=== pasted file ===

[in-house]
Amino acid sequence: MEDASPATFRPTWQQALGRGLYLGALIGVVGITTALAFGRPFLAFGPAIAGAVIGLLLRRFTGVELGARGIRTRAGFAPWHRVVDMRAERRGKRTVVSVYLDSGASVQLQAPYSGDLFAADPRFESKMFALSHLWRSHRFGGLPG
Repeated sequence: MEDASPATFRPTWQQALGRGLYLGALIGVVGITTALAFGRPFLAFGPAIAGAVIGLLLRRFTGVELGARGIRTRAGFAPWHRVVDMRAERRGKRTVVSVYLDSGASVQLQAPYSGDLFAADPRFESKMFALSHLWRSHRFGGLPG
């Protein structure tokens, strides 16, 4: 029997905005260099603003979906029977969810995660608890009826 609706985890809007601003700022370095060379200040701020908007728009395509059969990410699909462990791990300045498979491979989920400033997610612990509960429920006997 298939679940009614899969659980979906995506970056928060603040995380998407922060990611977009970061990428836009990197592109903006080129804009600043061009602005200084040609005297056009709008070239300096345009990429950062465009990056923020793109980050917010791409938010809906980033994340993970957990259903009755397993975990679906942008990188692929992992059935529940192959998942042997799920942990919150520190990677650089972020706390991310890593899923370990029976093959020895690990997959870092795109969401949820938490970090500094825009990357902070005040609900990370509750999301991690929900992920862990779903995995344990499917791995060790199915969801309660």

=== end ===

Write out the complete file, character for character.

[in-house]
Amino acid sequence: MEDASPATFRPTWQQALGRGLYLGALIGVVGITTALAFGRPFLAFGPAIAGAVIGLLLRRFTGVELGARGIRTRAGFAPWHRVVDMRAERRGKRTVVSVYLDSGASVQLQAPYSGDLFAADPRFESKMFALSHLWRSHRFGGLPG
Repeated sequence: MEDASPATFRPTWQQALGRGLYLGALIGVVGITTALAFGRPFLAFGPAIAGAVIGLLLRRFTGVELGARGIRTRAGFAPWHRVVDMRAERRGKRTVVSVYLDSGASVQLQAPYSGDLFAADPRFESKMFALSHLWRSHRFGGLPG
């Protein structure tokens, strides 16, 4: 029997905005260099603003979906029977969810995660608890009826 609706985890809007601003700022370095060379200040701020908007728009395509059969990410699909462990791990300045498979491979989920400033997610612990509960429920006997 298939679940009614899969659980979906995506970056928060603040995380998407922060990611977009970061990428836009990197592109903006080129804009600043061009602005200084040609005297056009709008070239300096345009990429950062465009990056923020793109980050917010791409938010809906980033994340993970957990259903009755397993975990679906942008990188692929992992059935529940192959998942042997799920942990919150520190990677650089972020706390991310890593899923370990029976093959020895690990997959870092795109969401949820938490970090500094825009990357902070005040609900990370509750999301991690929900992920862990779903995995344990499917791995060790199915969801309660």